The best defense is a good offense

Is there some way for the open-source community to preempt the threats made against it?

Who knew squirrels could be so smart? Apparently, California squirrels are fed up with rattlesnakes and so do what each of us would do under similar circumstances:

Heat up our tails and shake them vigorously at the snakes.

But apparently it isn't just a reflex, because they only do it with rattlesnakes.

Confronted by gopher snakes, which can't sense heat, the squirrels wave their tails vigorously, but don't bother to heat them up.

It makes me wonder why we don't do the same to Microsoft and other would-be predators on open source.

Seriously, the open source business and development community has been sitting around for years now waiting for SCO to spontaneously combust (which it finally did), then Microsoft to wage its inane patent war, etc. This is like that Dr. Suess waiting place in Oh the Places You'll Go!, where people are just...

Waiting for a train to go
or a bus to come, or a plane to go
or the mail to come, or the rain to go
or the phone to ring, or the snow to snow
or waiting around for a Yes or a No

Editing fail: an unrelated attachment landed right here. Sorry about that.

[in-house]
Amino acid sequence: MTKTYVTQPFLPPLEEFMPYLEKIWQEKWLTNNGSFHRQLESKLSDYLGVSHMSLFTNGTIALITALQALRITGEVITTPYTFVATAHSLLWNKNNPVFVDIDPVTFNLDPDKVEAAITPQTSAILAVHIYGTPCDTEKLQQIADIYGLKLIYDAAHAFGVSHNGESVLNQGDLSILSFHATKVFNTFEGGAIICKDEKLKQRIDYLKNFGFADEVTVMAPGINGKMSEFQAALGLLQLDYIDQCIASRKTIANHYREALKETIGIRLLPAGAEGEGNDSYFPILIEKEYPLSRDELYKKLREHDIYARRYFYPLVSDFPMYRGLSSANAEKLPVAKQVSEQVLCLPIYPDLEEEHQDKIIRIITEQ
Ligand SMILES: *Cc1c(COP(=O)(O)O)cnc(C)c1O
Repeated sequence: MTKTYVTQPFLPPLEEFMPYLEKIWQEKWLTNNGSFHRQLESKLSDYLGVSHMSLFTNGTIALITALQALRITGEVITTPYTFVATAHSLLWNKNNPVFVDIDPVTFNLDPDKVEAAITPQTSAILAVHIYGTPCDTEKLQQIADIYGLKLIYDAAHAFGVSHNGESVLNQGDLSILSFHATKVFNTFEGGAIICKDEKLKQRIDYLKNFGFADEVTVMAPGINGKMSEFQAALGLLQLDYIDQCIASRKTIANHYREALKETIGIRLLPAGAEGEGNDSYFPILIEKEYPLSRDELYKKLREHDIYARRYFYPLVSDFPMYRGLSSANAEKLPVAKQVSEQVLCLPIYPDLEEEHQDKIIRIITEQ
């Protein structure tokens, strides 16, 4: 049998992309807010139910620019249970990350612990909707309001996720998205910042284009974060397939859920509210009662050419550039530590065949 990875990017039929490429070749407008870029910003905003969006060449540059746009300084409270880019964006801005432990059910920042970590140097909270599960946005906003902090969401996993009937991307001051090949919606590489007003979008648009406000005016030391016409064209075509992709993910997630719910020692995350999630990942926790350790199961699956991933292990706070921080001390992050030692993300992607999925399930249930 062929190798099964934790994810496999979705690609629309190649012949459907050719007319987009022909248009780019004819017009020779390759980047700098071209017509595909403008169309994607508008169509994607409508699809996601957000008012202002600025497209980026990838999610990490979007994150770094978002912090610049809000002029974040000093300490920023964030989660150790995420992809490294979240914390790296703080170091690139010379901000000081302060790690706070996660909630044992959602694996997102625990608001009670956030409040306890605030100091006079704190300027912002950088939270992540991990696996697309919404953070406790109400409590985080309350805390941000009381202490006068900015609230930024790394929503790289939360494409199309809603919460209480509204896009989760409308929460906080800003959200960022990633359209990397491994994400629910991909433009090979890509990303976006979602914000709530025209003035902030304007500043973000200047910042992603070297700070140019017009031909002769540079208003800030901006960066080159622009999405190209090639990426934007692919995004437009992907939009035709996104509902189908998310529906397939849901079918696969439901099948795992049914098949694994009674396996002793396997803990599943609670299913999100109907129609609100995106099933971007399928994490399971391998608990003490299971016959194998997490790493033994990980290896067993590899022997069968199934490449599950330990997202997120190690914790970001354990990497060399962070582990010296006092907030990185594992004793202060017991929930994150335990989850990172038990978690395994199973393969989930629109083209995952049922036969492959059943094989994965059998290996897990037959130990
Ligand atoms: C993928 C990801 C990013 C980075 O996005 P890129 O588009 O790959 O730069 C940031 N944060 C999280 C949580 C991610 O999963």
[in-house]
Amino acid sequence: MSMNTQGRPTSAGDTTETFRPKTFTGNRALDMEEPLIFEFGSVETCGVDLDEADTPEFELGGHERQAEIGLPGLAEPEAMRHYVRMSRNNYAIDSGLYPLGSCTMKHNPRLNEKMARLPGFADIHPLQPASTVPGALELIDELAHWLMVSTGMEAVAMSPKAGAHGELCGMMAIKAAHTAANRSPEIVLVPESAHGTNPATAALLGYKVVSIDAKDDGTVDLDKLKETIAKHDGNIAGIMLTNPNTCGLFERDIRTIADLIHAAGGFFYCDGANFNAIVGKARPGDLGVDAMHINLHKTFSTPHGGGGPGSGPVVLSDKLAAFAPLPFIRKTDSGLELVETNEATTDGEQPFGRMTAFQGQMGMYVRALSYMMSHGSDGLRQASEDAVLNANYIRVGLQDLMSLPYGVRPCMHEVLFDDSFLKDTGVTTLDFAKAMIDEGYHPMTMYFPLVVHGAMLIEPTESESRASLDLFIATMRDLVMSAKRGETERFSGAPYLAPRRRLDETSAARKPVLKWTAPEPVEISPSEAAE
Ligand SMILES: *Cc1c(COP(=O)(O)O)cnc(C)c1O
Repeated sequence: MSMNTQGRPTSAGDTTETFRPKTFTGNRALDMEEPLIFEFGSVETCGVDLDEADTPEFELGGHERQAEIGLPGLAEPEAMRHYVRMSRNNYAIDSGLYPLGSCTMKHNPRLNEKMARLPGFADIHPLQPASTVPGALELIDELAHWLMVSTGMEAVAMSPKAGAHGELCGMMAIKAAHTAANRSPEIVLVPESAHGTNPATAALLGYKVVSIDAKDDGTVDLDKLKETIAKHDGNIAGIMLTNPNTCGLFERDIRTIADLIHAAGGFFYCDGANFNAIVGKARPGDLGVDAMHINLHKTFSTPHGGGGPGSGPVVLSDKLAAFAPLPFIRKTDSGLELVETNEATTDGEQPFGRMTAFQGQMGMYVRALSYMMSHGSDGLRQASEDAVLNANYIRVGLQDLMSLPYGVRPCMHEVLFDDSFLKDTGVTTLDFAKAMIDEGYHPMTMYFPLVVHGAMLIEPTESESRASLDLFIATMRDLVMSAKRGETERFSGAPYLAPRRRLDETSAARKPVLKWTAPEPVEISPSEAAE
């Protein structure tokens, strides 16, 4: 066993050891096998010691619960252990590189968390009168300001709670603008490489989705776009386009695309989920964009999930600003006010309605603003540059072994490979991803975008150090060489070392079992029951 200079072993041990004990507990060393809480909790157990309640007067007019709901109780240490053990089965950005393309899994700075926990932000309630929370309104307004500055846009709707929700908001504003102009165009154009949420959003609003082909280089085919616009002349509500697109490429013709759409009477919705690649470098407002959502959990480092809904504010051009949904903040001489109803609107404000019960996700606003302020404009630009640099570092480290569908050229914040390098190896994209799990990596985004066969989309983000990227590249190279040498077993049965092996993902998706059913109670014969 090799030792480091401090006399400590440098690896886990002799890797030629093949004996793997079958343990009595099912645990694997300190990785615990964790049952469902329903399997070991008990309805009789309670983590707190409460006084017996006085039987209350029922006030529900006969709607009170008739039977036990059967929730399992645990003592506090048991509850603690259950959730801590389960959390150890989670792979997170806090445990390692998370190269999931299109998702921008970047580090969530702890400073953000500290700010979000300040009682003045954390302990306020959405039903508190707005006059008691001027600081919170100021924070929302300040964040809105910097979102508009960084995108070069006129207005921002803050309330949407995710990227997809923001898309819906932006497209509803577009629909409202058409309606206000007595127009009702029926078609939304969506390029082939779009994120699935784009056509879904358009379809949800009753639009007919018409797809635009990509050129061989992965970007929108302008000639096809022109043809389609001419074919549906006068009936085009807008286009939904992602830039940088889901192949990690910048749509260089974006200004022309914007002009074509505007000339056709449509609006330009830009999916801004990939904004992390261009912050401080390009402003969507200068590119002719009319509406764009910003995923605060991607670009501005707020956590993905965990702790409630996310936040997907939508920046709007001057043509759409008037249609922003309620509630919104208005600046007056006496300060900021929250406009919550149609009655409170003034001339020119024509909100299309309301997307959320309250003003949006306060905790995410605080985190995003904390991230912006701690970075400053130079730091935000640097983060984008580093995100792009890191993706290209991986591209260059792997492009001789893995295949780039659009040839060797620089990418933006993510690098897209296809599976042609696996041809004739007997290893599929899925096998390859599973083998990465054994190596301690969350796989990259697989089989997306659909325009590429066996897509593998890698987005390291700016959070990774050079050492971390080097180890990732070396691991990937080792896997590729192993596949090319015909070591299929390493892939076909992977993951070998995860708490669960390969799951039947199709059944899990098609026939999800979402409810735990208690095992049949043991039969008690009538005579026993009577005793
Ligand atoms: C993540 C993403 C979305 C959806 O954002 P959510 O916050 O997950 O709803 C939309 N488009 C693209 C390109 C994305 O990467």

or waiting for their hair to grow.
Everyone is just waiting.

I'm not advocating that the open-source community launch a preemptive attack. I don't generally believe in those. But nor am I one to sit around waiting while people cast aspersions on things that I hold dear.

In short, I'd like to threaten the snakes. I'm just not sure what to do. What do you think?

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Tech Culture
About the author

    Matt Asay is chief operating officer at Canonical, the company behind the Ubuntu Linux operating system. Prior to Canonical, Matt was general manager of the Americas division and vice president of business development at Alfresco, an open-source applications company. Matt brings a decade of in-the-trenches open-source business and legal experience to The Open Road, with an emphasis on emerging open-source business strategies and opportunities. He is a member of the CNET Blog Network and is not an employee of CNET. You can follow Matt on Twitter @mjasay.

     

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